MoMcontentsAs ever, Fantasy Flight have put together an absolutely stunning package. The artwork is atmospheric and nicely sets the tone for the measured horror within the excitingly heavy box. Opening it up does not disappoint. I won’t painstakingly list all the contents, but here’s a brief rundown of what you get: 15 double-sided map tiles, 8 character figures with accompanying cards, 24 enemy figures of varying types, several decks of cards, several sets of puzzle tiles, a plethora of tokens, a rule book and a Keeper’s Guide. The typical reaction will of course be one of utter delight followed by mild-to-overwhelming panic.  There is an awful lot to take in, so let me reassure you of one thing, here and now. It may be a horribly overwrought system to set up, but once you’ve done it, the game play is simple, straight-forward and thoroughly engrossing. Now, there’s nothing more apt to kill a game for newbies than hanging around while the host figures out how to play the damned thing, so it is critical that you take the time to get to know the basics in advance. I recommend a few test rounds on your own to see how it works in practice. Setting up the board can be a time-consuming process in itself so I went one step further. Instead of getting the players to help out (as suggested in the rule-book), I got absolutely everything set up before they even arrived. In a game where the atmosphere is everything, the last thing I wanted to do was bog them down in the fiddly bits at the start.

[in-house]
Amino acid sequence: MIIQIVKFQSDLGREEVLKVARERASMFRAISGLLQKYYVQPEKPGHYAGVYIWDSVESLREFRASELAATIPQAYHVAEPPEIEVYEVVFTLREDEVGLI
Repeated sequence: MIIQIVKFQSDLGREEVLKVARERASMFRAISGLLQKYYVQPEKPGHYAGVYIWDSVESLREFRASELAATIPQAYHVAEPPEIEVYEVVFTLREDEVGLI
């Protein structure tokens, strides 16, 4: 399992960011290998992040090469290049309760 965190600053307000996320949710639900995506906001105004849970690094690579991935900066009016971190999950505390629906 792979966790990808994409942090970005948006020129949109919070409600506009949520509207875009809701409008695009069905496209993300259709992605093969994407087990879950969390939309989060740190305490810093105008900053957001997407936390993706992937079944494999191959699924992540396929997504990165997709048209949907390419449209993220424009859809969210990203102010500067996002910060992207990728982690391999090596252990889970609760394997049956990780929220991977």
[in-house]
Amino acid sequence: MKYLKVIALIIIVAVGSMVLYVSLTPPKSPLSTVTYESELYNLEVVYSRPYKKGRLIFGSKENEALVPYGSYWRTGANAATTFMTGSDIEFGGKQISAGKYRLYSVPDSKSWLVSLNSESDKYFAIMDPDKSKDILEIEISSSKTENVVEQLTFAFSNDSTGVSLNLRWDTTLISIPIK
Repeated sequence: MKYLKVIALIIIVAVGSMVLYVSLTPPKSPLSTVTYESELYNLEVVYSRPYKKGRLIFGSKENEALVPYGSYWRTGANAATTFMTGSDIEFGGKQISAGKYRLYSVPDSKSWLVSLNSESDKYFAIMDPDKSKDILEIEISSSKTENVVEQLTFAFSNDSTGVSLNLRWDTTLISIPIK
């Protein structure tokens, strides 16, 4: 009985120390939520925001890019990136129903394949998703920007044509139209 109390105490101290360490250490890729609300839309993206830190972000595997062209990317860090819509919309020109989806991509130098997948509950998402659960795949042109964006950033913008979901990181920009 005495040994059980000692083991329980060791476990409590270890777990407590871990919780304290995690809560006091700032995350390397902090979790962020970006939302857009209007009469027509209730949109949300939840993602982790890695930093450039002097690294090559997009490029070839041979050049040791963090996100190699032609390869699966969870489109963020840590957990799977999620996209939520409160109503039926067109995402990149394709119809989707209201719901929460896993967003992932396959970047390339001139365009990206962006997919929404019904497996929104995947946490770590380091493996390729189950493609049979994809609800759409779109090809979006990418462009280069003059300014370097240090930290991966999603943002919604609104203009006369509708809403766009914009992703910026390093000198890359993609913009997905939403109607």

Picture the scene: a mansion is laid out on the table for the team to explore. It is ‘seeded’ with exploration cards in each room. Some of these will be clues, others will be items for the team to use. There are various decks of cards in front of the evilly grinning Keeper, with a handful of nasty looking monsters and maniacs near to hand as well! A short introductory passage is read out to the players to give them the gist of the mystery, then the game begins. Each investigator has two lots of movement and one action they can take on their turn – enabling them to gradually explore the mansion and make use of certain items. As the game progresses they can also battle the forces of darkness via a simple card-based combat system, which gives an impressive array of outcomes. They are encouraged to discuss plans of action, working as a team to maximise the search area while remaining close enough to protect one another. Once everybody has had a turn, the Keeper has a chance to torment them. ‘Threat tokens’ are amassed and spent in order to use various cards which represent the supernatural events and unfolding horror of whatever story is being played through. Impetus is added to the exploration by use of time tokens, which accrue each round. Build up enough and a plot card is turned over, revealing new twists and ratcheting up the tension. I love this aspect because it forces the players to take risks, splitting up the party according to need (or bravery). The players must discover all of the clues scattered around the board before the time runs out in order to discover how to defeat the evil and win the game.